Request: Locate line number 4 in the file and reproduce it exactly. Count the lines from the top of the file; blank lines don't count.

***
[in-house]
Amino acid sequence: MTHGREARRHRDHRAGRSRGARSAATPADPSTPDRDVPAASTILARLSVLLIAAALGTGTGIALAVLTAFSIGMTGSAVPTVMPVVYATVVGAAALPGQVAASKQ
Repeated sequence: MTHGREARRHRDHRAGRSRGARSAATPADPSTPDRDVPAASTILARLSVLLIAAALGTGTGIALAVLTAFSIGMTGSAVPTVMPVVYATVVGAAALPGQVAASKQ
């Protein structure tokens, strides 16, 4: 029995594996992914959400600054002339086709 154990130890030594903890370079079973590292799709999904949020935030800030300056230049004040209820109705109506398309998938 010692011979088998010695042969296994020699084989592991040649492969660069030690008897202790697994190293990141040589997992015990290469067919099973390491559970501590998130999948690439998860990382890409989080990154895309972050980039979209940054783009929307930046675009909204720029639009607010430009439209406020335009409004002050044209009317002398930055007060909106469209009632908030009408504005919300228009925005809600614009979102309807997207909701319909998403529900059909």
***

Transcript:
């Protein structure tokens, strides 16, 4: 029995594996992914959400600054002339086709 154990130890030594903890370079079973590292799709999904949020935030800030300056230049004040209820109705109506398309998938 010692011979088998010695042969296994020699084989592991040649492969660069030690008897202790697994190293990141040589997992015990290469067919099973390491559970501590998130999948690439998860990382890409989080990154895309972050980039979209940054783009929307930046675009909204720029639009607010430009439209406020335009409004002050044209009317002398930055007060909106469209009632908030009408504005919300228009925005809600614009979102309807997207909701319909998403529900059909």